Most readers would already be aware that Evolution Mining’s (ASX:EVN) stock increased significantly by 10% over the past three months. We, however wanted to have a closer look at its key financial indicators as the markets usually pay for long-term fundamentals, and in this case, they don’t look very promising. Particularly, we will be paying attention to Evolution Mining’s ROE today.
ROE or return on equity is a useful tool to assess how effectively a company can generate returns on the investment it received from its shareholders. In simpler terms, it measures the profitability of a company in relation to shareholder’s equity.
See our latest analysis for Evolution Mining
How Do You Calculate Return On Equity?
Return on equity can be calculated by using the formula:
Return on Equity = Net Profit (from continuing operations) ÷ Shareholders’ Equity
So, based on the above formula, the ROE for Evolution Mining is:
5.0% = AU$164m ÷ AU$3.3b (Based on the trailing twelve months to June 2023).
The ‘return’ is the profit over the last twelve months. So, this means that for every A$1 of its shareholder’s investments, the company generates a profit of A$0.05.
What Has ROE Got To Do With Earnings Growth?
We have already established that ROE serves as an efficient profit-generating gauge for a company’s future earnings. Depending on how much of these profits the company reinvests or “retains”, and how effectively it does so, we are then able to assess a company’s earnings growth potential. Assuming everything else remains unchanged, the higher the ROE and profit retention, the higher the growth rate of a company compared to companies that don’t necessarily bear these characteristics.
Evolution Mining’s Earnings Growth And 5.0% ROE
At first glance, Evolution Mining’s ROE doesn’t look very promising. Next, when compared to the average industry ROE of 10%, the company’s ROE leaves us feeling even less enthusiastic. Accordingly, Evolution Mining’s low net income growth of 2.0% over the past five years can possibly be explained by the low ROE amongst other factors.
As a next step, we compared Evolution Mining’s net income growth with the industry and were disappointed to see that the company’s growth is lower than the industry average growth of 23% in the same period.
Earnings growth is an important metric to consider when valuing a stock. It’s important for an investor to know whether the market has priced in the company’s expected earnings growth (or decline). Doing so will help them establish if the stock’s future looks promising or ominous. If you’re wondering about Evolution Mining’s’s valuation, check out this gauge of its price-to-earnings ratio, as compared to its industry.
Is Evolution Mining Making Efficient Use Of Its Profits?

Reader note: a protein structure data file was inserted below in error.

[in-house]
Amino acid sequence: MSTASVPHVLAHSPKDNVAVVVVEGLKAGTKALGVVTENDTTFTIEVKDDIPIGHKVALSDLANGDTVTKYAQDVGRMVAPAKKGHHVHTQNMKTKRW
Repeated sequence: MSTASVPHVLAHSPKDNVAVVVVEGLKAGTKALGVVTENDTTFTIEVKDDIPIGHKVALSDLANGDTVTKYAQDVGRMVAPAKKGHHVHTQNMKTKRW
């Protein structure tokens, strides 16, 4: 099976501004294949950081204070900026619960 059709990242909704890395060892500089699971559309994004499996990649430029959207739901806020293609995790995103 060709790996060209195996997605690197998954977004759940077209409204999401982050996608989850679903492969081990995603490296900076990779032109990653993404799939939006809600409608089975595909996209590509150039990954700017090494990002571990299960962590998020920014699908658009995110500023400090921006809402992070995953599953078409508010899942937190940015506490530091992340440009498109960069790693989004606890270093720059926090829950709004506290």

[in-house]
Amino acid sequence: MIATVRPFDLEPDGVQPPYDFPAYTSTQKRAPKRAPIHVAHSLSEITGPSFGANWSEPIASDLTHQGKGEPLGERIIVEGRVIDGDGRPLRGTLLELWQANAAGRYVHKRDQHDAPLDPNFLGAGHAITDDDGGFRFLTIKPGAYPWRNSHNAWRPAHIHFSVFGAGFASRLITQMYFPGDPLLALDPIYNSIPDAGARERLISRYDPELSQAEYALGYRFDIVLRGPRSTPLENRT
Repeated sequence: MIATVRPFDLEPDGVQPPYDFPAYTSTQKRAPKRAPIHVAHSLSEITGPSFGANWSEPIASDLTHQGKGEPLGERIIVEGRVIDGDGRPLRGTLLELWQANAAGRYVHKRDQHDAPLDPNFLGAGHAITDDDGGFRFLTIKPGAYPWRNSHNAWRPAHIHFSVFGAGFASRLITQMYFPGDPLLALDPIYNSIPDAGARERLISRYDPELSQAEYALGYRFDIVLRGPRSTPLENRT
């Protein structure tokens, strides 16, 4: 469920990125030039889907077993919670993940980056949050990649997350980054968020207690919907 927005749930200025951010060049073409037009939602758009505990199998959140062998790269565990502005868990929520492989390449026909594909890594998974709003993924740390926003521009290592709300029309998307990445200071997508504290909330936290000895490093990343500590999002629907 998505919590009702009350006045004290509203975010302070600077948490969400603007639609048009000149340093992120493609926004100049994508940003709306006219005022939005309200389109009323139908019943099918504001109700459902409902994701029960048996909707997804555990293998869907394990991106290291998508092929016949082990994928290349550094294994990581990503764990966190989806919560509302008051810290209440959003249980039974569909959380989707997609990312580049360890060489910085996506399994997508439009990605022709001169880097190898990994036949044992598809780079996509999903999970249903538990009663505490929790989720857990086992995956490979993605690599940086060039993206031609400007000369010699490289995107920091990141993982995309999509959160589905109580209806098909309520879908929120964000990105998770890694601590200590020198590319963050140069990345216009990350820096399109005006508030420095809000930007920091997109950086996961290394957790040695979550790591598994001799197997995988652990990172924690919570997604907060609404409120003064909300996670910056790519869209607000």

The high three-year median payout ratio of 59% (that is, the company retains only 41% of its income) over the past three years for Evolution Mining suggests that the company’s earnings growth was lower as a result of paying out a majority of its earnings.
Moreover, Evolution Mining has been paying dividends for at least ten years or more suggesting that management must have perceived that the shareholders prefer dividends over earnings growth. Existing analyst estimates suggest that the company’s future payout ratio is expected to drop to 44% over the next three years. As a result, the expected drop in Evolution Mining’s payout ratio explains the anticipated rise in the company’s future ROE to 13%, over the same period.
On the whole, Evolution Mining’s performance is quite a big let-down. As a result of its low ROE and lack of much reinvestment into the business, the company has seen a disappointing earnings growth rate. That being so, the latest analyst forecasts show that the company will continue to see an expansion in its earnings. To know more about the company’s future earnings growth forecasts take a look at this free report on analyst forecasts for the company to find out more.
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This article by Simply Wall St is general in nature. We provide commentary based on historical data and analyst forecasts only using an unbiased methodology and our articles are not intended to be financial advice. It does not constitute a recommendation to buy or sell any stock, and does not take account of your objectives, or your financial situation. We aim to bring you long-term focused analysis driven by fundamental data. Note that our analysis may not factor in the latest price-sensitive company announcements or qualitative material. Simply Wall St has no position in any stocks mentioned.
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